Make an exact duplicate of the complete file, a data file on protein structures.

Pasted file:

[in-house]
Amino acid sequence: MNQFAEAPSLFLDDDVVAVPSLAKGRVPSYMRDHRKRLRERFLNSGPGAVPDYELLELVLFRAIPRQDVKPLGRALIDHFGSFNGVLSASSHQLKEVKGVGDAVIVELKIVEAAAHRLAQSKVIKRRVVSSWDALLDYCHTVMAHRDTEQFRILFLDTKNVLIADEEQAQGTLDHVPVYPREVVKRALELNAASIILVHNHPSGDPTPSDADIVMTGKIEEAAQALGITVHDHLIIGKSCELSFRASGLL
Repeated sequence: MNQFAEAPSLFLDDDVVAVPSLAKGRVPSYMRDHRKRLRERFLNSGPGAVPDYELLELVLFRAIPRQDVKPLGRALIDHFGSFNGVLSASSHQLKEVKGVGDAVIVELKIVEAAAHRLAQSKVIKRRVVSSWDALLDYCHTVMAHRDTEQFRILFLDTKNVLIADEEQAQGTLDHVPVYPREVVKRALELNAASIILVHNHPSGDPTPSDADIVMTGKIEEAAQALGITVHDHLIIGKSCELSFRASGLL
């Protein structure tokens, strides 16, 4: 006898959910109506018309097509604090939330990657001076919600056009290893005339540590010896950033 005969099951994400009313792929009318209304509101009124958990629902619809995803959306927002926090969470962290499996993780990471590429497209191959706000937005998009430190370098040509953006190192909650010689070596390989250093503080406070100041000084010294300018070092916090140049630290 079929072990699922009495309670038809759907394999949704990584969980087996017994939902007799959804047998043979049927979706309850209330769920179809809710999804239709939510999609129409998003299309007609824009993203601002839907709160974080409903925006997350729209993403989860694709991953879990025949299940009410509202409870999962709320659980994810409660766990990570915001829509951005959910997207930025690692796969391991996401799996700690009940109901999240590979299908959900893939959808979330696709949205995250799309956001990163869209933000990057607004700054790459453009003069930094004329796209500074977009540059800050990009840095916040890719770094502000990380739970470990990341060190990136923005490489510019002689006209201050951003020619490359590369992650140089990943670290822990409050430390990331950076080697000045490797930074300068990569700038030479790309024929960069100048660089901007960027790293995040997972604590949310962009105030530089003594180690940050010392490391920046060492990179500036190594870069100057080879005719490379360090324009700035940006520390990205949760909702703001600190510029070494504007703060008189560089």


[in-house]
Amino acid sequence: MNQFAEAPSLFLDDDVVAVPSLAKGRVPSYMRDHRKRLRERFLNSGPGAVPDYELLELVLFRAIPRQDVKPLGRALIDHFGSFNGVLSASSHQLKEVKGVGDAVIVELKIVEAAAHRLAQSKVIKRRVVSSWDALLDYCHTVMAHRDTEQFRILFLDTKNVLIADEEQAQGTLDHVPVYPREVVKRALELNAASIILVHNHPSGDPTPSDADIVMTGKIEEAAQALGITVHDHLIIGKSCELSFRASGLL
Repeated sequence: MNQFAEAPSLFLDDDVVAVPSLAKGRVPSYMRDHRKRLRERFLNSGPGAVPDYELLELVLFRAIPRQDVKPLGRALIDHFGSFNGVLSASSHQLKEVKGVGDAVIVELKIVEAAAHRLAQSKVIKRRVVSSWDALLDYCHTVMAHRDTEQFRILFLDTKNVLIADEEQAQGTLDHVPVYPREVVKRALELNAASIILVHNHPSGDPTPSDADIVMTGKIEEAAQALGITVHDHLIIGKSCELSFRASGLL
């Protein structure tokens, strides 16, 4: 006898959910109506018309097509604090939330990657001076919600056009290893005339540590010896950033 005969099951994400009313792929009318209304509101009124958990629902619809995803959306927002926090969470962290499996993780990471590429497209191959706000937005998009430190370098040509953006190192909650010689070596390989250093503080406070100041000084010294300018070092916090140049630290 079929072990699922009495309670038809759907394999949704990584969980087996017994939902007799959804047998043979049927979706309850209330769920179809809710999804239709939510999609129409998003299309007609824009993203601002839907709160974080409903925006997350729209993403989860694709991953879990025949299940009410509202409870999962709320659980994810409660766990990570915001829509951005959910997207930025690692796969391991996401799996700690009940109901999240590979299908959900893939959808979330696709949205995250799309956001990163869209933000990057607004700054790459453009003069930094004329796209500074977009540059800050990009840095916040890719770094502000990380739970470990990341060190990136923005490489510019002689006209201050951003020619490359590369992650140089990943670290822990409050430390990331950076080697000045490797930074300068990569700038030479790309024929960069100048660089901007960027790293995040997972604590949310962009105030530089003594180690940050010392490391920046060492990179500036190594870069100057080879005719490379360090324009700035940006520390990205949760909702703001600190510029070494504007703060008189560089």